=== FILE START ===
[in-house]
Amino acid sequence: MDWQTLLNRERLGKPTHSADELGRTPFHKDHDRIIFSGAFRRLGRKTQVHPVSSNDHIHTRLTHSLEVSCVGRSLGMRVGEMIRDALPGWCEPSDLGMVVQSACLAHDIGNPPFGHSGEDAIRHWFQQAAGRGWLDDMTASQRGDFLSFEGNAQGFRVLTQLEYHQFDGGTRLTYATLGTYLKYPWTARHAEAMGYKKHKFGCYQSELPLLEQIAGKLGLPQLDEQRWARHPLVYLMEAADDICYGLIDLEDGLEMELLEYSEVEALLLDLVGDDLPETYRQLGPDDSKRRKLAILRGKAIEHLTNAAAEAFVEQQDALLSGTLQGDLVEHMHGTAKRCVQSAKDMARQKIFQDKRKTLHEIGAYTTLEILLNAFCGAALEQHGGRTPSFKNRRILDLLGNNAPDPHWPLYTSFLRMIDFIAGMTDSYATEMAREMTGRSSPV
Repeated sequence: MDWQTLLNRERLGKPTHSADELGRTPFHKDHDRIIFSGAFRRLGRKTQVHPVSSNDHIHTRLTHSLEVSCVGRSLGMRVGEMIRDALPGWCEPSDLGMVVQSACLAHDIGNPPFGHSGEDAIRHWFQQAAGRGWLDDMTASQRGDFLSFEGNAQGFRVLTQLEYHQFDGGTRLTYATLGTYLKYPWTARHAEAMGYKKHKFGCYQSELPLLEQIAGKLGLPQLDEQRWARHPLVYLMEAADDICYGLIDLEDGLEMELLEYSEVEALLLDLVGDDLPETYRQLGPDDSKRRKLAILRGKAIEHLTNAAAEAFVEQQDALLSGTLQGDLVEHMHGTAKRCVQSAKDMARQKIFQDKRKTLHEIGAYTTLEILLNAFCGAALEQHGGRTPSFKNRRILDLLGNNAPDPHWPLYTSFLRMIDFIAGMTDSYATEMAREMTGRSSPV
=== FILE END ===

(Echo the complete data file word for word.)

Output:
[in-house]
Amino acid sequence: MDWQTLLNRERLGKPTHSADELGRTPFHKDHDRIIFSGAFRRLGRKTQVHPVSSNDHIHTRLTHSLEVSCVGRSLGMRVGEMIRDALPGWCEPSDLGMVVQSACLAHDIGNPPFGHSGEDAIRHWFQQAAGRGWLDDMTASQRGDFLSFEGNAQGFRVLTQLEYHQFDGGTRLTYATLGTYLKYPWTARHAEAMGYKKHKFGCYQSELPLLEQIAGKLGLPQLDEQRWARHPLVYLMEAADDICYGLIDLEDGLEMELLEYSEVEALLLDLVGDDLPETYRQLGPDDSKRRKLAILRGKAIEHLTNAAAEAFVEQQDALLSGTLQGDLVEHMHGTAKRCVQSAKDMARQKIFQDKRKTLHEIGAYTTLEILLNAFCGAALEQHGGRTPSFKNRRILDLLGNNAPDPHWPLYTSFLRMIDFIAGMTDSYATEMAREMTGRSSPV
Repeated sequence: MDWQTLLNRERLGKPTHSADELGRTPFHKDHDRIIFSGAFRRLGRKTQVHPVSSNDHIHTRLTHSLEVSCVGRSLGMRVGEMIRDALPGWCEPSDLGMVVQSACLAHDIGNPPFGHSGEDAIRHWFQQAAGRGWLDDMTASQRGDFLSFEGNAQGFRVLTQLEYHQFDGGTRLTYATLGTYLKYPWTARHAEAMGYKKHKFGCYQSELPLLEQIAGKLGLPQLDEQRWARHPLVYLMEAADDICYGLIDLEDGLEMELLEYSEVEALLLDLVGDDLPETYRQLGPDDSKRRKLAILRGKAIEHLTNAAAEAFVEQQDALLSGTLQGDLVEHMHGTAKRCVQSAKDMARQKIFQDKRKTLHEIGAYTTLEILLNAFCGAALEQHGGRTPSFKNRRILDLLGNNAPDPHWPLYTSFLRMIDFIAGMTDSYATEMAREMTGRSSPV